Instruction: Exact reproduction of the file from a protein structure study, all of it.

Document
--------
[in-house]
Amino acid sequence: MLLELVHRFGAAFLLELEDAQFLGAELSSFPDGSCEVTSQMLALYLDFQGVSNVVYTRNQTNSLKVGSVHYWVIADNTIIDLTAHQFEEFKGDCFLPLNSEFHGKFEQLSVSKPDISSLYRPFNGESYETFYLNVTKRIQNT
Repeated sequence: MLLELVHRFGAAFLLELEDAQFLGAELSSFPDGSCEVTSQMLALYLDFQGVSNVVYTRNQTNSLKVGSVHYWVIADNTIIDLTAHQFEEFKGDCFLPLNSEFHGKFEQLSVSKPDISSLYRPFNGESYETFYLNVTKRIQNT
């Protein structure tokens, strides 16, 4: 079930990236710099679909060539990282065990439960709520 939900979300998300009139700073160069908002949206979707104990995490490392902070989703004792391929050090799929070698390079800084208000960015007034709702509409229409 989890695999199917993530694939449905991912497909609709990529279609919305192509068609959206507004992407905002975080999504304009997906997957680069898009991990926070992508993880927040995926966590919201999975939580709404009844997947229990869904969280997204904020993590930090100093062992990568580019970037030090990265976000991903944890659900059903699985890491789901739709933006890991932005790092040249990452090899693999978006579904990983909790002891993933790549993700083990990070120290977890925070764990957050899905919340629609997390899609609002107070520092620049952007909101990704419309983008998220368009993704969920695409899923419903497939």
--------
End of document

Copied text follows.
[in-house]
Amino acid sequence: MLLELVHRFGAAFLLELEDAQFLGAELSSFPDGSCEVTSQMLALYLDFQGVSNVVYTRNQTNSLKVGSVHYWVIADNTIIDLTAHQFEEFKGDCFLPLNSEFHGKFEQLSVSKPDISSLYRPFNGESYETFYLNVTKRIQNT
Repeated sequence: MLLELVHRFGAAFLLELEDAQFLGAELSSFPDGSCEVTSQMLALYLDFQGVSNVVYTRNQTNSLKVGSVHYWVIADNTIIDLTAHQFEEFKGDCFLPLNSEFHGKFEQLSVSKPDISSLYRPFNGESYETFYLNVTKRIQNT
């Protein structure tokens, strides 16, 4: 079930990236710099679909060539990282065990439960709520 939900979300998300009139700073160069908002949206979707104990995490490392902070989703004792391929050090799929070698390079800084208000960015007034709702509409229409 989890695999199917993530694939449905991912497909609709990529279609919305192509068609959206507004992407905002975080999504304009997906997957680069898009991990926070992508993880927040995926966590919201999975939580709404009844997947229990869904969280997204904020993590930090100093062992990568580019970037030090990265976000991903944890659900059903699985890491789901739709933006890991932005790092040249990452090899693999978006579904990983909790002891993933790549993700083990990070120290977890925070764990957050899905919340629609997390899609609002107070520092620049952007909101990704419309983008998220368009993704969920695409899923419903497939």